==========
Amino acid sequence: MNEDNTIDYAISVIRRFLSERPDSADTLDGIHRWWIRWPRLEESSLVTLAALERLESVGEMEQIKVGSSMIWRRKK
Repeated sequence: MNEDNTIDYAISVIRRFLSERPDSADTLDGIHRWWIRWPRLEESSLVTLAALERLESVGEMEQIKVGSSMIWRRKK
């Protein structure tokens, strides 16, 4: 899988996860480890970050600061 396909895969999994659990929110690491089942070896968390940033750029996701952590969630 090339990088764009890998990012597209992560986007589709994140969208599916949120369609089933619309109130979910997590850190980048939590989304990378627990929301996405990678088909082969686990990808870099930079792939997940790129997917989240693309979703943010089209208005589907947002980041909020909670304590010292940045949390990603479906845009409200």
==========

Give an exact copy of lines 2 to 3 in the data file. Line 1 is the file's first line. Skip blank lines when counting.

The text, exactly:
Repeated sequence: MNEDNTIDYAISVIRRFLSERPDSADTLDGIHRWWIRWPRLEESSLVTLAALERLESVGEMEQIKVGSSMIWRRKK
């Protein structure tokens, strides 16, 4: 899988996860480890970050600061 396909895969999994659990929110690491089942070896968390940033750029996701952590969630 090339990088764009890998990012597209992560986007589709994140969208599916949120369609089933619309109130979910997590850190980048939590989304990378627990929301996405990678088909082969686990990808870099930079792939997940790129997917989240693309979703943010089209208005589907947002980041909020909670304590010292940045949390990603479906845009409200």